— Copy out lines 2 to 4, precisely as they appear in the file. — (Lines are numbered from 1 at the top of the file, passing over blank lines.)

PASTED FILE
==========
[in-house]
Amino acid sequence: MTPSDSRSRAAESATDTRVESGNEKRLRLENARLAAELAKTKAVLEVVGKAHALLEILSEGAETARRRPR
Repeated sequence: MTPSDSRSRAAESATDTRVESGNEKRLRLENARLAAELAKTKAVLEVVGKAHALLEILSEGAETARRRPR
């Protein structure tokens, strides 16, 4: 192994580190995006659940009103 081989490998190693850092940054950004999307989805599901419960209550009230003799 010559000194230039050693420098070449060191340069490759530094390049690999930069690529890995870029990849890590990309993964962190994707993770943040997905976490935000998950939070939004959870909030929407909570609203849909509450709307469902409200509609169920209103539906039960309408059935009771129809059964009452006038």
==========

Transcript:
Amino acid sequence: MTPSDSRSRAAESATDTRVESGNEKRLRLENARLAAELAKTKAVLEVVGKAHALLEILSEGAETARRRPR
Repeated sequence: MTPSDSRSRAAESATDTRVESGNEKRLRLENARLAAELAKTKAVLEVVGKAHALLEILSEGAETARRRPR
């Protein structure tokens, strides 16, 4: 192994580190995006659940009103 081989490998190693850092940054950004999307989805599901419960209550009230003799 010559000194230039050693420098070449060191340069490759530094390049690999930069690529890995870029990849890590990309993964962190994707993770943040997905976490935000998950939070939004959870909030929407909570609203849909509450709307469902409200509609169920209103539906039960309408059935009771129809059964009452006038």